Nestlé Foods to buy and process milk from Kenya, Uganda locally

Sunday May 15 2011

The volume of processed milk is expected to rise this year. Photo/FILE

Swiss food giant Nestlé is set to start buying powdered milk from Kenya and Uganda.

According to the firm, this will cut import costs for its Kenya factory as it positions Nairobi as its regional hub

Nestlé had delayed its local purchases due to what it termed the poor quality of milk produced in the region and lack of a quality processor of powdered milk.

The shift will offer a fresh income stream for milk farmers in the region.

The company said it is in talks with a local processor in Uganda to begin buying fresh milk and process it on its behalf.

“Our aim is to provide market access to the farmers in the region through the purchase of powdered milk,” said Pierre Trouilhat, chief executive officer for Nestlé Equatorial Africa region.


Nestlé Kenya mainly buys milk from New Zealand despite an ample supply in the region, especially Kenya’s Rift Valley, where communities keep cattle on a large scale.

Kenya is the third-largest milk producer in Africa, behind Sudan and Egypt with the sector providing income to an estimated 625,000 rural households.

According to the Food and Agricultural Organisation, milk production increased from 2.4 million litres in 2000 to 4.1 million litres in 2008.

The New Kenya Co-operative Creameries’ recent commitment to process milk on behalf of Nestlé implies the initial purchase will kick off soon, reviving hopes of the dairy’s capacity to absorb excess milk.

Instant processors

New KCC said it had installed instant processors in its Kiganjo and Eldoret plants to meet the rising demands for quality powdered milk by companies including CocaCola and recently Nestlé.

The Eldoret plant will be used to process Nestlé’s powdered milk with supply of fresh milk from one of Rift Valley’s dairies.

Nestlé has agreed to take Kabiyet dairy for a pilot project and enhance production of milk to its standards, guaranteeing farmers a ready market.

The dairy’s average production capacity per month stands at 1.4 million litres.

Nestlé said the success of this initiative would be spread to other parts of the country.

Heavy rain at the end of 2009 caused a milk glut in 2010 that put pressure on milk processors in the country including New KCC and Brookside Dairy Ltd.

New KCC was receiving an average of 680,000 litres of milk per day, up from 400,000 litres, against a processing capacity of 550,000 litres.

The producer price over the glut period dropped from Ksh24 (US cents 28) per litre to Ksh20 (US cents 23). The price has currently stabilised at Ksh21 (US cents 25).

The Kenya factory is expected to supply products to Uganda, Tanzania, Rwanda, Burundi, Eastern DRC, Malawi and Zambia.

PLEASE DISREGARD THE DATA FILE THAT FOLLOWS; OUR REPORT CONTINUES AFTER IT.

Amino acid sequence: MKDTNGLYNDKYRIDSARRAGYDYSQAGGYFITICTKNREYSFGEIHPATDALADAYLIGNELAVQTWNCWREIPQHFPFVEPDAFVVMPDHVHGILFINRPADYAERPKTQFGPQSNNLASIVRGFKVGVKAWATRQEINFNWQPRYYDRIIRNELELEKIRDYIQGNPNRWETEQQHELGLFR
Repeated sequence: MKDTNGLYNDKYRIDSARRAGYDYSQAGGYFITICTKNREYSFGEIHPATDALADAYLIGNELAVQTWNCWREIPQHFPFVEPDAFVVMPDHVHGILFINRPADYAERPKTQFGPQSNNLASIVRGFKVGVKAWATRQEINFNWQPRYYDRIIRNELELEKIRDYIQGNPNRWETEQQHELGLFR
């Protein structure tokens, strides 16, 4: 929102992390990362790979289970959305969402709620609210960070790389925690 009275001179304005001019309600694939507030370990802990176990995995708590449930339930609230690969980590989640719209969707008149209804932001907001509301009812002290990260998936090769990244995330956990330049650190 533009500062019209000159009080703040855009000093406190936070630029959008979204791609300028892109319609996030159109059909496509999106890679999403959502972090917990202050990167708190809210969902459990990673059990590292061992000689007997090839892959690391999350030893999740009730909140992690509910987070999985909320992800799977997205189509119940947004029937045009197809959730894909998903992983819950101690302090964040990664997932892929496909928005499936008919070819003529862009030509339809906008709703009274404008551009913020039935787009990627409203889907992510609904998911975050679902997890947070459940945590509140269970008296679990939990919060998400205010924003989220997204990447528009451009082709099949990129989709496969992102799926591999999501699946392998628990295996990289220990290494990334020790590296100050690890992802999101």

Nestlé earlier this year announced it would invest $32.4 million in expanding its Nairobi-based factory and setting up a new production line to support its newly launched food service division, Nestlé Professional.

Quality concern

The quality of fresh milk from Kenya and Uganda remains a concern but to prepare for a final quality product, Nestlé is supporting Kabiyet farmers with cow selection, quality feed, breeding practices, disease prevention, milking, housekeeping, storage, processes and transportation.

Through this model, dairy farmers will also gain skills in reduction of bacterial count in milk, and hift from plastic bottles to metal cans.

Nestlé has also deployed its experts at the dairy for one year to train the 4,000 farmers ahead of projected rains that are expected to increase milk production.

“We are in discussions with the government for a major investment,” New KCC managing director Kipkirui Arap Lang’at said.

New KCC daily capacity is currently 300,000 litres according to Mr Lang’at.

However, the volume of processed milk this year is anticipated to rise against the backdrop of new demand and capacity indicating that the government might be in a position to absorb larger volumes.

In 2010, milk sales increased by 26 per cent due to expanded production and processing capacities.

According to the Kenyan National Bureau of Statistics, 511 million litres of milk were processed in 2010 compared with 407 million litres in 2009.

As Nestlé strengthens its presence, other food and beverage companies like Colgate Palmolive and Unilever have closed down their factories in Kenya and relocated most of their manufacturing plants to other countries, citing the high costs of doing business.

Other consumer goods manufacturers who have left are Procter & Gamble, Johnson & Johnson and Reckitt & Benckiser.

Nestlé however said the level of competition had not changed even with the exit as the companies continued exporting their products to Kenya.

“We are here to stay and we are expanding the company using local raw materials to create identity with the region,” explained Mr Trouilhat.